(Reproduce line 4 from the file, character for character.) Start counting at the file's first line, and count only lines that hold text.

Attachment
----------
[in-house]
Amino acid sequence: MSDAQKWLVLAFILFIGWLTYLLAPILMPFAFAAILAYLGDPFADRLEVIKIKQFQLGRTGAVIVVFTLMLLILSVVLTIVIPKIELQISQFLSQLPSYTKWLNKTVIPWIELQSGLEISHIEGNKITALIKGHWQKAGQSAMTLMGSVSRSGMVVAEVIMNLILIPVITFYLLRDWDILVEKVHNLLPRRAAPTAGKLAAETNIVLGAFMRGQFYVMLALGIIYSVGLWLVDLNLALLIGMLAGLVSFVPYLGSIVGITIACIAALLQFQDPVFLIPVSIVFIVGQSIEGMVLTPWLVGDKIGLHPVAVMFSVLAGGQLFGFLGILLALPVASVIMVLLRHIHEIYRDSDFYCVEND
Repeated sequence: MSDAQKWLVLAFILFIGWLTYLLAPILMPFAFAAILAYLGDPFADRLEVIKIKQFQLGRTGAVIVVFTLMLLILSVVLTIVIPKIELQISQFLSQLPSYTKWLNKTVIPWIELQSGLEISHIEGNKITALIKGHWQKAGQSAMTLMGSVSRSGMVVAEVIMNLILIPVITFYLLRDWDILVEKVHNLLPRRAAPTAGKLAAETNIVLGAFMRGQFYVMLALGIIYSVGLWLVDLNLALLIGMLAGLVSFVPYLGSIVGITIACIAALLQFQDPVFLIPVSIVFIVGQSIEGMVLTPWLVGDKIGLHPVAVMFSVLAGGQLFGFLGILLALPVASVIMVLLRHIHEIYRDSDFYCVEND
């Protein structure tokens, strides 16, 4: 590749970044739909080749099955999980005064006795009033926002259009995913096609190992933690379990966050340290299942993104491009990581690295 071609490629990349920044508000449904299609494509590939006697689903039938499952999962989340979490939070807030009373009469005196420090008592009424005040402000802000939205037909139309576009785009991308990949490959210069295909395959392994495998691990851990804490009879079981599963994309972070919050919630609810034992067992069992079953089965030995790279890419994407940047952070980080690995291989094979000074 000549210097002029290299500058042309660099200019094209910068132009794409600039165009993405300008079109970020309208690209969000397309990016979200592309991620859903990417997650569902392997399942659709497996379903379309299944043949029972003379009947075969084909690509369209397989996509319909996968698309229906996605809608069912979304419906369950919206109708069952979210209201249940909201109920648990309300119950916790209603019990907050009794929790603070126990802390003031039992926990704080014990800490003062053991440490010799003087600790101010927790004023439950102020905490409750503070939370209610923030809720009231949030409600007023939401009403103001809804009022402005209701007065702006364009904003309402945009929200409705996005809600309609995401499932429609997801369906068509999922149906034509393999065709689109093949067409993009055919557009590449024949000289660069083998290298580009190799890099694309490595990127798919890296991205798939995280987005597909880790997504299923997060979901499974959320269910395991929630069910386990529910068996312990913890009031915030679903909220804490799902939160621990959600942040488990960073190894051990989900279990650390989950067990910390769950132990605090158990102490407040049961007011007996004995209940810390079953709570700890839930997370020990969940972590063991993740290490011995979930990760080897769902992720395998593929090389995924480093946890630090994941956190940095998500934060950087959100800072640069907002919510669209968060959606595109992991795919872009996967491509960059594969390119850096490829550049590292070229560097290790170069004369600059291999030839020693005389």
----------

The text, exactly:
């Protein structure tokens, strides 16, 4: 590749970044739909080749099955999980005064006795009033926002259009995913096609190992933690379990966050340290299942993104491009990581690295 071609490629990349920044508000449904299609494509590939006697689903039938499952999962989340979490939070807030009373009469005196420090008592009424005040402000802000939205037909139309576009785009991308990949490959210069295909395959392994495998691990851990804490009879079981599963994309972070919050919630609810034992067992069992079953089965030995790279890419994407940047952070980080690995291989094979000074 000549210097002029290299500058042309660099200019094209910068132009794409600039165009993405300008079109970020309208690209969000397309990016979200592309991620859903990417997650569902392997399942659709497996379903379309299944043949029972003379009947075969084909690509369209397989996509319909996968698309229906996605809608069912979304419906369950919206109708069952979210209201249940909201109920648990309300119950916790209603019990907050009794929790603070126990802390003031039992926990704080014990800490003062053991440490010799003087600790101010927790004023439950102020905490409750503070939370209610923030809720009231949030409600007023939401009403103001809804009022402005209701007065702006364009904003309402945009929200409705996005809600309609995401499932429609997801369906068509999922149906034509393999065709689109093949067409993009055919557009590449024949000289660069083998290298580009190799890099694309490595990127798919890296991205798939995280987005597909880790997504299923997060979901499974959320269910395991929630069910386990529910068996312990913890009031915030679903909220804490799902939160621990959600942040488990960073190894051990989900279990650390989950067990910390769950132990605090158990102490407040049961007011007996004995209940810390079953709570700890839930997370020990969940972590063991993740290490011995979930990760080897769902992720395998593929090389995924480093946890630090994941956190940095998500934060950087959100800072640069907002919510669209968060959606595109992991795919872009996967491509960059594969390119850096490829550049590292070229560097290790170069004369600059291999030839020693005389």